A Fun (and Educational) Look at Privacy and Security – Meaningful Use Monday

One of the most common sources of confusion about the meaningful use requirements is the Privacy and Security Risk Analysis measure. As I discussed in a past Meaningful Use Monday post, according to CMS, practices that are HIPAA compliant are likely in pretty good shape on this measure. For those physicians, what’s needed is documentation of the steps that were taken to review HIPAA compliance, the deficiencies identified, and what was done to remediate these exposures. (For more information, see the meaningful use chapter in ONC’s “Guide to Privacy and Security of Health Information.”)

This begs the question, “What exactly is HIPAA compliance?” I recently came upon the “Privacy and Security Training Game” that was created by ONC’s Chief Privacy Officer and couldn’t resist playing. While a lot of the information provided is quite basic for those with expertise in the privacy and security arena, as you progress through the game, the questions become more challenging. It’s definitely a fun way to introduce staff to the issues and increase awareness about the importance of safeguarding patient information.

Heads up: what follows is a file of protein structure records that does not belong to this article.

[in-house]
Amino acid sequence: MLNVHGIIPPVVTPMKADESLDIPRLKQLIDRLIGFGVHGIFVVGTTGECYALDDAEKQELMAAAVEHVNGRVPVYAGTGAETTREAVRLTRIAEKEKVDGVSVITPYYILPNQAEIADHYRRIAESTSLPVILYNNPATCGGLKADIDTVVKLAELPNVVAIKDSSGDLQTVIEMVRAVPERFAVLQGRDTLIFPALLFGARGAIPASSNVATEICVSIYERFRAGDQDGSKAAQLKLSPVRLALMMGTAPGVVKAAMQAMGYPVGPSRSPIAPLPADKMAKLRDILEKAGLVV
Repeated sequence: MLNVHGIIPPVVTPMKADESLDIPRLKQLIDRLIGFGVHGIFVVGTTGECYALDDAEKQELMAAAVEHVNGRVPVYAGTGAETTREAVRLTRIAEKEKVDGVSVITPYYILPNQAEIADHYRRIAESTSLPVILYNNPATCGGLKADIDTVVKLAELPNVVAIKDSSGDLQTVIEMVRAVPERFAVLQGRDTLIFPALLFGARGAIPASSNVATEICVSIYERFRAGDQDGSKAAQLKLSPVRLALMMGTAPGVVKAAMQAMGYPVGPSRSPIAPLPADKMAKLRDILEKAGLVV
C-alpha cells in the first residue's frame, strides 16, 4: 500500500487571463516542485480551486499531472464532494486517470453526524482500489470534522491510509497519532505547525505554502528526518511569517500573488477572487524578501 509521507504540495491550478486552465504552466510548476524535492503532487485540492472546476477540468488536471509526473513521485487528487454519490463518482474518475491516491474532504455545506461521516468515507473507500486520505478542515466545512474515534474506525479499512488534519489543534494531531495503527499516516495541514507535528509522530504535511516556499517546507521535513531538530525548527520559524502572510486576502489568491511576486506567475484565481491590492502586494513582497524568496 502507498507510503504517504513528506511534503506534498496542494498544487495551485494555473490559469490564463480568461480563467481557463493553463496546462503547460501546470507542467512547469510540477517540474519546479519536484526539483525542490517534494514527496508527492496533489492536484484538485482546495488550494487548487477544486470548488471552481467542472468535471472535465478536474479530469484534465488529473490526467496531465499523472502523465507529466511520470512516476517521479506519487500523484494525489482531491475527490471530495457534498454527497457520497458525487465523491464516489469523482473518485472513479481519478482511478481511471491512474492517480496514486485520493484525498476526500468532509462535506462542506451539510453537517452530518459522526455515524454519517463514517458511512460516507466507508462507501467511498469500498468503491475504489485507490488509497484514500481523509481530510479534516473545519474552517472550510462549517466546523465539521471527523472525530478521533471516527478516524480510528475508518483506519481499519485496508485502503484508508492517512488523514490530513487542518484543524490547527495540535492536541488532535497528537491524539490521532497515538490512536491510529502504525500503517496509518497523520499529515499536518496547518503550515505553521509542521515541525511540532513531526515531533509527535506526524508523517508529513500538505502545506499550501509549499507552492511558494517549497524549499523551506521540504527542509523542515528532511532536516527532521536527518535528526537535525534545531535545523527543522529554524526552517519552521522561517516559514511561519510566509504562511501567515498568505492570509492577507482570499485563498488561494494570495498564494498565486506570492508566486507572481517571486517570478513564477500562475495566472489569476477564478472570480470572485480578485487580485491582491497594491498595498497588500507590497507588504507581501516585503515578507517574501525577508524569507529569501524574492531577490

Check out all of the past Meaningful Use Monday posts.

About the author

Lynn Scheps

Lynn Scheps

Lynn Scheps is Vice President, Government Affairs at EHR vendor SRSsoft. In this role, Lynn has been a Voice of Physicians and SRSsoft users in Washington during the formulation of the meaningful use criteria. Lynn is currently working to assist SRSsoft users interested in showing meaningful use and receiving the EHR incentive money.

1 Comment

  • The game is cute, but actually covers some important points. Though I lost 10 points for requiring password changes monthly rather then quarterly!

    BTW, it did not work in Firefox; IE (with the new MS security patch, of course), worked fine.

    All kidding aside, it is clear that many doctors and staff don’t understand HIPAA very well. And it goes both ways; from systems running on unpatched Win XP – and in plain sight, to doctors who think that they have to hide their EHR screen from their current patient whose data is up on the screen!

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